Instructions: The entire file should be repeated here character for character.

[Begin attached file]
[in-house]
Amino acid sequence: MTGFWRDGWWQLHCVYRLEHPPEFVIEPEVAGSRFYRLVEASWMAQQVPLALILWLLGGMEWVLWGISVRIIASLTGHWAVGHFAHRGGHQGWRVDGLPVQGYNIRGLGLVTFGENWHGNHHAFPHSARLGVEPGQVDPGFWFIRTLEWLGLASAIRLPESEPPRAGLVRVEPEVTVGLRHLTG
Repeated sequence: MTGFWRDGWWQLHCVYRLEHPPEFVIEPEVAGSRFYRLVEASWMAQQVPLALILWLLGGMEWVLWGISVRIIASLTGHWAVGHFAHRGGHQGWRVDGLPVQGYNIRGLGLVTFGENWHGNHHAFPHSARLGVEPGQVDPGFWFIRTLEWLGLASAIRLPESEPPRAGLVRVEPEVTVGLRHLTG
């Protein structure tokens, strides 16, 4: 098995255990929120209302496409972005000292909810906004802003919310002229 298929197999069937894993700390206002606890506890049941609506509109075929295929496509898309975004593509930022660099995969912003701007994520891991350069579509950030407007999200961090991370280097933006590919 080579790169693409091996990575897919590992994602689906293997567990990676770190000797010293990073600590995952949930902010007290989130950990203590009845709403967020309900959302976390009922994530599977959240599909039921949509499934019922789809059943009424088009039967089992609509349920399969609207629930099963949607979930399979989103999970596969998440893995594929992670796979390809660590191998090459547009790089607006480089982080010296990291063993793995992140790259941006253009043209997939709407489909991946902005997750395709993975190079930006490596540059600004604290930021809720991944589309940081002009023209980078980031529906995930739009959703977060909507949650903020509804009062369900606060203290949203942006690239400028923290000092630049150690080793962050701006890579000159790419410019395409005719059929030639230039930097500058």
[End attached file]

[in-house]
Amino acid sequence: MTGFWRDGWWQLHCVYRLEHPPEFVIEPEVAGSRFYRLVEASWMAQQVPLALILWLLGGMEWVLWGISVRIIASLTGHWAVGHFAHRGGHQGWRVDGLPVQGYNIRGLGLVTFGENWHGNHHAFPHSARLGVEPGQVDPGFWFIRTLEWLGLASAIRLPESEPPRAGLVRVEPEVTVGLRHLTG
Repeated sequence: MTGFWRDGWWQLHCVYRLEHPPEFVIEPEVAGSRFYRLVEASWMAQQVPLALILWLLGGMEWVLWGISVRIIASLTGHWAVGHFAHRGGHQGWRVDGLPVQGYNIRGLGLVTFGENWHGNHHAFPHSARLGVEPGQVDPGFWFIRTLEWLGLASAIRLPESEPPRAGLVRVEPEVTVGLRHLTG
């Protein structure tokens, strides 16, 4: 098995255990929120209302496409972005000292909810906004802003919310002229 298929197999069937894993700390206002606890506890049941609506509109075929295929496509898309975004593509930022660099995969912003701007994520891991350069579509950030407007999200961090991370280097933006590919 080579790169693409091996990575897919590992994602689906293997567990990676770190000797010293990073600590995952949930902010007290989130950990203590009845709403967020309900959302976390009922994530599977959240599909039921949509499934019922789809059943009424088009039967089992609509349920399969609207629930099963949607979930399979989103999970596969998440893995594929992670796979390809660590191998090459547009790089607006480089982080010296990291063993793995992140790259941006253009043209997939709407489909991946902005997750395709993975190079930006490596540059600004604290930021809720991944589309940081002009023209980078980031529906995930739009959703977060909507949650903020509804009062369900606060203290949203942006690239400028923290000092630049150690080793962050701006890579000159790419410019395409005719059929030639230039930097500058």